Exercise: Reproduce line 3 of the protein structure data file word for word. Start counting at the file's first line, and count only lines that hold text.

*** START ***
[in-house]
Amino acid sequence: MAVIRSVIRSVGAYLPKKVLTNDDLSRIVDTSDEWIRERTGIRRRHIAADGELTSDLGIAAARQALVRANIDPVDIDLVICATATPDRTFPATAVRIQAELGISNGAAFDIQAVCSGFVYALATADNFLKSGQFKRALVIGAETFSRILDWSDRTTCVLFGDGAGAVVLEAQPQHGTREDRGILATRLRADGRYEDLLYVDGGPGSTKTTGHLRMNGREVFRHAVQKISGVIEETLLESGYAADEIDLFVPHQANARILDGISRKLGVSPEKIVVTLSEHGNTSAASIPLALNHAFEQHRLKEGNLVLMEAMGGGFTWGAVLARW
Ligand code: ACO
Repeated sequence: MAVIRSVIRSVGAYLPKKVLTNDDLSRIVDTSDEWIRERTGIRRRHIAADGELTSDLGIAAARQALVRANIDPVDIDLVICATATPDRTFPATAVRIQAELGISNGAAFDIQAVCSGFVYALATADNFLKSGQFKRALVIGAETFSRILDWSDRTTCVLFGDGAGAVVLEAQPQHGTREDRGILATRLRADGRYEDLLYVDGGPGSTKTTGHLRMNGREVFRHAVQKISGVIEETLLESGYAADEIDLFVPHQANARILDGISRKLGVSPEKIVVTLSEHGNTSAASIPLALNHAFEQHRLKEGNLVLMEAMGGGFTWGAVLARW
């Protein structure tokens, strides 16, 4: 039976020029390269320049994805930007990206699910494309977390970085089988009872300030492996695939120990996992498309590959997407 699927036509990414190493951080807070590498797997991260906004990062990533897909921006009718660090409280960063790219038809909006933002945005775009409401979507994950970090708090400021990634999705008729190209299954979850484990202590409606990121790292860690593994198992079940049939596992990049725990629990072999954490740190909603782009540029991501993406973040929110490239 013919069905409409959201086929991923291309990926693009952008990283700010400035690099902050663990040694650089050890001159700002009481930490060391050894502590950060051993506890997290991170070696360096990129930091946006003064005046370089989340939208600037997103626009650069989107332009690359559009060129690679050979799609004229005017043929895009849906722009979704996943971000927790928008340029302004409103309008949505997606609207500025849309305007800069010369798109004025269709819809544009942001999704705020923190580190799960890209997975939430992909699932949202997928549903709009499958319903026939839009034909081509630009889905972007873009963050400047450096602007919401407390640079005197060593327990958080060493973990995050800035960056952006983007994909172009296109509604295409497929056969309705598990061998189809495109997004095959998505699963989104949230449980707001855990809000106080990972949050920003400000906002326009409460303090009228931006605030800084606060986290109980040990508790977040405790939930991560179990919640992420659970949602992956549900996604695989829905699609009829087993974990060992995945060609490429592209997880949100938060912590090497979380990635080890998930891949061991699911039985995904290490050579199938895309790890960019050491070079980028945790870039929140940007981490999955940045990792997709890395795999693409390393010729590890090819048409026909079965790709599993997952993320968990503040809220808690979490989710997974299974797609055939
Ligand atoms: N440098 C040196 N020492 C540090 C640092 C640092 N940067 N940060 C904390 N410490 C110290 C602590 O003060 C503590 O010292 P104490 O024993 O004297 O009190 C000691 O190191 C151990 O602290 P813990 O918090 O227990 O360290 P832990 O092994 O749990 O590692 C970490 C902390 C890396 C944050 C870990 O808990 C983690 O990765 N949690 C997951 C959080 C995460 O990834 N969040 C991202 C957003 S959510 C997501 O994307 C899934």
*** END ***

Ligand code: ACO